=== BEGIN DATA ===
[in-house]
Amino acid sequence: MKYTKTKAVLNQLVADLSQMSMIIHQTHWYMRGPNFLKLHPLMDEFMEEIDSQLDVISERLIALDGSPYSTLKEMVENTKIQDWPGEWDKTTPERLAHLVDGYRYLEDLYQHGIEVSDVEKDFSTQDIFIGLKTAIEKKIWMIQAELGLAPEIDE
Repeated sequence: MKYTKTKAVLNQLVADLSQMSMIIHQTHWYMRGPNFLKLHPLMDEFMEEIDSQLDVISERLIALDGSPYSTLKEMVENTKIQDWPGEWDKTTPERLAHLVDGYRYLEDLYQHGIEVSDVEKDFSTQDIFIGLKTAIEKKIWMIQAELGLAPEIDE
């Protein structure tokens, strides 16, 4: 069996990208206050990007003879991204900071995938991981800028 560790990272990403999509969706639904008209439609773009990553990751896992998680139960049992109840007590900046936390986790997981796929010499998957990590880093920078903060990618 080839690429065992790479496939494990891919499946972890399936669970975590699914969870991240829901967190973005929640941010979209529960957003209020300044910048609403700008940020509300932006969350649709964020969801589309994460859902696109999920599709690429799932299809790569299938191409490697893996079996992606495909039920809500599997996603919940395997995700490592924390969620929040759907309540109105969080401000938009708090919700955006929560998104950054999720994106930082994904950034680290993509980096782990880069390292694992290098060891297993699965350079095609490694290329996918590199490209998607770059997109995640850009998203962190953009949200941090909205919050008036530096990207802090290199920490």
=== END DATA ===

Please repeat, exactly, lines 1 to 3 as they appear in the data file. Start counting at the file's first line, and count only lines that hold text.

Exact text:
[in-house]
Amino acid sequence: MKYTKTKAVLNQLVADLSQMSMIIHQTHWYMRGPNFLKLHPLMDEFMEEIDSQLDVISERLIALDGSPYSTLKEMVENTKIQDWPGEWDKTTPERLAHLVDGYRYLEDLYQHGIEVSDVEKDFSTQDIFIGLKTAIEKKIWMIQAELGLAPEIDE
Repeated sequence: MKYTKTKAVLNQLVADLSQMSMIIHQTHWYMRGPNFLKLHPLMDEFMEEIDSQLDVISERLIALDGSPYSTLKEMVENTKIQDWPGEWDKTTPERLAHLVDGYRYLEDLYQHGIEVSDVEKDFSTQDIFIGLKTAIEKKIWMIQAELGLAPEIDE